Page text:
NON TRADITIONAL RESEARCH OUTPUTS

ERA ELIGIBILITY AND QUALITY IN THE CREATIVE ARTS


PRIVATE SPACE: HOME OR HOME PAGE

The idea that an artist/performer/musician would use their own studio or residence as a venue reaches back to the nineteenth century when this was commonplace in Europe and the USA. Even so, today only the vanity and commercial necessity of such a strategy seems apparent. This is not to say studio and domestic settings are automatically excluded as venues since in recent times artists have shown it is also possible to use a domestic setting for high impact work. For example in 2009 Chris Bennie established the Moreton Street Spare Room [MSSR] in his domestic dwelling in New Farm, Brisbane and the venue received public funding and exhibitions had significant impact on the Brisbane art scene. Artist run initiatives (ARIs) are also sometimes located in private spaces where collectives of artists produce innovative work that would not find a place in conventional venues. In all such cases the imperative to prove the quality of the outputs shifts significantly to the research statement and the verification of the scope or critical audience feedback.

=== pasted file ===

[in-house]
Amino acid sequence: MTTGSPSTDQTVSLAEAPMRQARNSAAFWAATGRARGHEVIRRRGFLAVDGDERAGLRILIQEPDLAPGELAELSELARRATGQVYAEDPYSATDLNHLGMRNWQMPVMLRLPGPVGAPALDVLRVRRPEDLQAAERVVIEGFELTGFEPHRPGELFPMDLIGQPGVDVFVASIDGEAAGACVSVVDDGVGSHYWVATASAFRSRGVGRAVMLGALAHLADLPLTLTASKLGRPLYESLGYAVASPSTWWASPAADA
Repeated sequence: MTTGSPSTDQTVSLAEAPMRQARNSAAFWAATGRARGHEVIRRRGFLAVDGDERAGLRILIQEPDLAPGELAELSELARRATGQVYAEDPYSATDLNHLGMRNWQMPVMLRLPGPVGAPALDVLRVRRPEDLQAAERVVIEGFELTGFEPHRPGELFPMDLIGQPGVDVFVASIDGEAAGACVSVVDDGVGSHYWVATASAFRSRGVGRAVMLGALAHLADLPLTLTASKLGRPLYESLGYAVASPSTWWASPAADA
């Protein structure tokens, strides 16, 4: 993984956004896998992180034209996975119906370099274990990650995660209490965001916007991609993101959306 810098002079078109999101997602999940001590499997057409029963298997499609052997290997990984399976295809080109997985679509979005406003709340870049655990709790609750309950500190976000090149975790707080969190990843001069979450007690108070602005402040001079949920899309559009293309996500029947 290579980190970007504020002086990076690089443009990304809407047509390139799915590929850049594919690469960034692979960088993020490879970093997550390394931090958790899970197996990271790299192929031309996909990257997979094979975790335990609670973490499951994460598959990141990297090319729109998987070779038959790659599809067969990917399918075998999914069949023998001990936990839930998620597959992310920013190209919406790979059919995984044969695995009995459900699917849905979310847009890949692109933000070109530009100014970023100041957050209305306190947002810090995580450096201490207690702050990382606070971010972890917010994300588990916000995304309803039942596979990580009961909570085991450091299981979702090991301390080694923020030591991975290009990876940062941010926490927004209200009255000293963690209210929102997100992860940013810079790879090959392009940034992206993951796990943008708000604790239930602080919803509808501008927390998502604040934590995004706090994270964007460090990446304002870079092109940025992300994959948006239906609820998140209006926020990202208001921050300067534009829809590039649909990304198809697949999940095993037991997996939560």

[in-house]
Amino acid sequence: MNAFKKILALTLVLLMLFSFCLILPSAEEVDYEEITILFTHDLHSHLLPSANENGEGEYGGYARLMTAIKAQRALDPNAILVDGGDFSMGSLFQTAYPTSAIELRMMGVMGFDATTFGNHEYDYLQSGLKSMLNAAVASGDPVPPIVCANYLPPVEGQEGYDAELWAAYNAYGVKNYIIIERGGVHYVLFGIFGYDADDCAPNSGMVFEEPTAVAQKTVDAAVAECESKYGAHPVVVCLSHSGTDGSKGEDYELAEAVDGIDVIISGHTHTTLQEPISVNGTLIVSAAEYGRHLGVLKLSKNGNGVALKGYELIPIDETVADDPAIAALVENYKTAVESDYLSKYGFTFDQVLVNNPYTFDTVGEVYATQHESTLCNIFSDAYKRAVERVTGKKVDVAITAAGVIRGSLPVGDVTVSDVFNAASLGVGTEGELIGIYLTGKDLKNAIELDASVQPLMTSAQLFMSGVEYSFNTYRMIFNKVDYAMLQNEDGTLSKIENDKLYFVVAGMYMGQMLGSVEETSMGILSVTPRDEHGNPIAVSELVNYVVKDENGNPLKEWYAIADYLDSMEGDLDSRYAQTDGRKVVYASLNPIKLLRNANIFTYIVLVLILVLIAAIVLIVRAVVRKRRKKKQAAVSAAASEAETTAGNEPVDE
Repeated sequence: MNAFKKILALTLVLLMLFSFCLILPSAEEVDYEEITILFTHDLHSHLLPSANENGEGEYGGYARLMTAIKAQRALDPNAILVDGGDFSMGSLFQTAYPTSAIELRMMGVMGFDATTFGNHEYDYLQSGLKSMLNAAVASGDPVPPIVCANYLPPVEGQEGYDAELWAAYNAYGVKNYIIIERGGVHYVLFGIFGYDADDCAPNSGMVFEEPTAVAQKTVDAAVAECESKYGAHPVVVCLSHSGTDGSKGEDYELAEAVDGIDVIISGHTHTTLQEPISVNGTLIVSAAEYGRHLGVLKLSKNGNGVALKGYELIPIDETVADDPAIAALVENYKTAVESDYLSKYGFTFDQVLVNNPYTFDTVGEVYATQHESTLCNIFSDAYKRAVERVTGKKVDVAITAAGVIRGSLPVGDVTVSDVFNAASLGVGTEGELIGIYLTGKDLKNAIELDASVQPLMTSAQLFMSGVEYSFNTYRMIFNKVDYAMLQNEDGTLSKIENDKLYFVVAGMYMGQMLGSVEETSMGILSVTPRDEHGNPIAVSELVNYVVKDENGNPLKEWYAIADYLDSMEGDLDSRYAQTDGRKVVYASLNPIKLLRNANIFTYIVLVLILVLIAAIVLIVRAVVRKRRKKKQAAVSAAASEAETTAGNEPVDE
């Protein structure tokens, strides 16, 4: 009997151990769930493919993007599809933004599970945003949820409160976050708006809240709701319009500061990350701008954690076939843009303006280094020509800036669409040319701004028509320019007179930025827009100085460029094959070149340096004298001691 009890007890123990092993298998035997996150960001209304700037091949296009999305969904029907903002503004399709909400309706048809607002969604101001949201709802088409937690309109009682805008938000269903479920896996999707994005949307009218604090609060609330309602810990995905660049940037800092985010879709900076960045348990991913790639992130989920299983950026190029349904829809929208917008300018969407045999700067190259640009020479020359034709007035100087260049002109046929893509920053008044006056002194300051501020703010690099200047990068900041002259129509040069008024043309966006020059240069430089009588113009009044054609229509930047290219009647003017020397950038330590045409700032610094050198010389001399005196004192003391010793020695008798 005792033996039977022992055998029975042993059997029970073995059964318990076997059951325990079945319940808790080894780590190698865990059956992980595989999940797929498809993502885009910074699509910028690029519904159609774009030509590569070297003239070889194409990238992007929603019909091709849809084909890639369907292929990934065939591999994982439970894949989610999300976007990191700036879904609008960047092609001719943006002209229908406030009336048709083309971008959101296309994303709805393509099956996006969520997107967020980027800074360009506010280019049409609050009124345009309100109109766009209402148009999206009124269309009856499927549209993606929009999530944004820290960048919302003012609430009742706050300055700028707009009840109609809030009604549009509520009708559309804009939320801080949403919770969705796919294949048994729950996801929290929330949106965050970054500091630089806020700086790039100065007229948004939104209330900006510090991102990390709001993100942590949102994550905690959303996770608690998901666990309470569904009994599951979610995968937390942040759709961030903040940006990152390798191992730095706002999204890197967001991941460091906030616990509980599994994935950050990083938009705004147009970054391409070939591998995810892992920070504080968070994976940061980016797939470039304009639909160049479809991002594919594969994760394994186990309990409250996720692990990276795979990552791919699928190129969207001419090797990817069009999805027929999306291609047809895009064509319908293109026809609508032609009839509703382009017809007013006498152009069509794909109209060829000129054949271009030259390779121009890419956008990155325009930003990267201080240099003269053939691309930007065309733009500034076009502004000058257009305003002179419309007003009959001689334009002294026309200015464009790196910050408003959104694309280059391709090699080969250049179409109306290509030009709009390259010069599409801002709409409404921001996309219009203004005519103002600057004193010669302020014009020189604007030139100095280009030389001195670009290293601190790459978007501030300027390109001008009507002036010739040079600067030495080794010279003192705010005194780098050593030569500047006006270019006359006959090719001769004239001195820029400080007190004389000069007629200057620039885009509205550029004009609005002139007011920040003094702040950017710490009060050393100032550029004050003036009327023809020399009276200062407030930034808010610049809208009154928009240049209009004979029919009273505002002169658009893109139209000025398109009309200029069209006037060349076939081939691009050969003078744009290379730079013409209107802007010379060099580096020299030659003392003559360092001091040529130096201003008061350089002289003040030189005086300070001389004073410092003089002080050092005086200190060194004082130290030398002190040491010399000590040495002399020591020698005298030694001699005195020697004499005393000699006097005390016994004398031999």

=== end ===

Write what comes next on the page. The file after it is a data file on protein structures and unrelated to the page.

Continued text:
Web-based exhibitions should not be confused with Website accompaniments to conventional exhibitions. In the latter case, a web version of a conventional exhibition is a duplicate and is not considered a separate item and cannot be claimed as a discrete exhibition. Where a catalogue for a conventional exhibition or show of analogue work is published online it should follow all usual editorial protocols including an ISBN. Substantial catalogue essays published in such an online catalogue should be claimed as Q1_3. Major creative work, Textual work.

The categories (S1_5 and T1_1) for Web-based exhibitions should almost always be used exclusively for audio visual work that is specifically designed to be delivered in digital format. These Web-based exhibitions would normally be hosted on an editorially controlled portal. The publication of a selection of an artist or designer’s work on their internet homepage would be outside usual editorial or peer control and therefore ineligible as a research output.